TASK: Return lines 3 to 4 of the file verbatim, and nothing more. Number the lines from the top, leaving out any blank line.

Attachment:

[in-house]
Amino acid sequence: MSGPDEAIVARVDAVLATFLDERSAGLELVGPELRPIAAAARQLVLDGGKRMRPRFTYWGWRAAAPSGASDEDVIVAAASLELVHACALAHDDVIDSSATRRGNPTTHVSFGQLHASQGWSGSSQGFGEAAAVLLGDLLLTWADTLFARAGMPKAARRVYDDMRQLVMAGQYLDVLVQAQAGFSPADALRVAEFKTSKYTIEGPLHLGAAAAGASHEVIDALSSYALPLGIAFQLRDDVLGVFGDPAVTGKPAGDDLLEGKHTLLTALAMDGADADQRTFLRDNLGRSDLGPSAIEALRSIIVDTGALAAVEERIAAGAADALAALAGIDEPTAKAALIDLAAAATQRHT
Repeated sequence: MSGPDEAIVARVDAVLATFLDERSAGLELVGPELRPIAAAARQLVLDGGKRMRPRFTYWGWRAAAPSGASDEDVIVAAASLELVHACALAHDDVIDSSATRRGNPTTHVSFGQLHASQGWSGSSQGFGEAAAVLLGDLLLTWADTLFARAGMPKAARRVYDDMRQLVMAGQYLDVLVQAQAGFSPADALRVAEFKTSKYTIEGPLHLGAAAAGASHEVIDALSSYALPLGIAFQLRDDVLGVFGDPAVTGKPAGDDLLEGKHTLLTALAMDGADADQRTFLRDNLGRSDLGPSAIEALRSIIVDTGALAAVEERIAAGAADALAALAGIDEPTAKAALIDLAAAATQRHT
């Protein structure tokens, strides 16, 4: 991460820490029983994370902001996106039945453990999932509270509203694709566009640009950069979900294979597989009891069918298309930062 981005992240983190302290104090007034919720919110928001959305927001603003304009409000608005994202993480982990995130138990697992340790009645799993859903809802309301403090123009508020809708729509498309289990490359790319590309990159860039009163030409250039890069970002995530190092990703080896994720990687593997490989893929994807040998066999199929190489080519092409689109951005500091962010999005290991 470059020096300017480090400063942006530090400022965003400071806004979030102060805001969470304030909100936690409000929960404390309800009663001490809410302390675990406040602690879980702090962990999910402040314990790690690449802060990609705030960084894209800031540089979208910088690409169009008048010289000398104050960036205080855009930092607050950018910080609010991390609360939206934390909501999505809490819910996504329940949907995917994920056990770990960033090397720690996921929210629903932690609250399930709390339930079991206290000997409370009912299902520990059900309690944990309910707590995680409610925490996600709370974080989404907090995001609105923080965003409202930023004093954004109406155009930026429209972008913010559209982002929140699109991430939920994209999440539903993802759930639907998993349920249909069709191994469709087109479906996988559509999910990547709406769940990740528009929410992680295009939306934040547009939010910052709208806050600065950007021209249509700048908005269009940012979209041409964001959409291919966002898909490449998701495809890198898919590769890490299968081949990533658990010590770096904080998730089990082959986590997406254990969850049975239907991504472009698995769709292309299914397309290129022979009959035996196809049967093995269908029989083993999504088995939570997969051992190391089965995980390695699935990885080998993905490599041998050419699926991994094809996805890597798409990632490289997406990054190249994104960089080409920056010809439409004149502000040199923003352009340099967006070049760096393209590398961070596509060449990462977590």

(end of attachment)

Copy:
Repeated sequence: MSGPDEAIVARVDAVLATFLDERSAGLELVGPELRPIAAAARQLVLDGGKRMRPRFTYWGWRAAAPSGASDEDVIVAAASLELVHACALAHDDVIDSSATRRGNPTTHVSFGQLHASQGWSGSSQGFGEAAAVLLGDLLLTWADTLFARAGMPKAARRVYDDMRQLVMAGQYLDVLVQAQAGFSPADALRVAEFKTSKYTIEGPLHLGAAAAGASHEVIDALSSYALPLGIAFQLRDDVLGVFGDPAVTGKPAGDDLLEGKHTLLTALAMDGADADQRTFLRDNLGRSDLGPSAIEALRSIIVDTGALAAVEERIAAGAADALAALAGIDEPTAKAALIDLAAAATQRHT
């Protein structure tokens, strides 16, 4: 991460820490029983994370902001996106039945453990999932509270509203694709566009640009950069979900294979597989009891069918298309930062 981005992240983190302290104090007034919720919110928001959305927001603003304009409000608005994202993480982990995130138990697992340790009645799993859903809802309301403090123009508020809708729509498309289990490359790319590309990159860039009163030409250039890069970002995530190092990703080896994720990687593997490989893929994807040998066999199929190489080519092409689109951005500091962010999005290991 470059020096300017480090400063942006530090400022965003400071806004979030102060805001969470304030909100936690409000929960404390309800009663001490809410302390675990406040602690879980702090962990999910402040314990790690690449802060990609705030960084894209800031540089979208910088690409169009008048010289000398104050960036205080855009930092607050950018910080609010991390609360939206934390909501999505809490819910996504329940949907995917994920056990770990960033090397720690996921929210629903932690609250399930709390339930079991206290000997409370009912299902520990059900309690944990309910707590995680409610925490996600709370974080989404907090995001609105923080965003409202930023004093954004109406155009930026429209972008913010559209982002929140699109991430939920994209999440539903993802759930639907998993349920249909069709191994469709087109479906996988559509999910990547709406769940990740528009929410992680295009939306934040547009939010910052709208806050600065950007021209249509700048908005269009940012979209041409964001959409291919966002898909490449998701495809890198898919590769890490299968081949990533658990010590770096904080998730089990082959986590997406254990969850049975239907991504472009698995769709292309299914397309290129022979009959035996196809049967093995269908029989083993999504088995939570997969051992190391089965995980390695699935990885080998993905490599041998050419699926991994094809996805890597798409990632490289997406990054190249994104960089080409920056010809439409004149502000040199923003352009340099967006070049760096393209590398961070596509060449990462977590």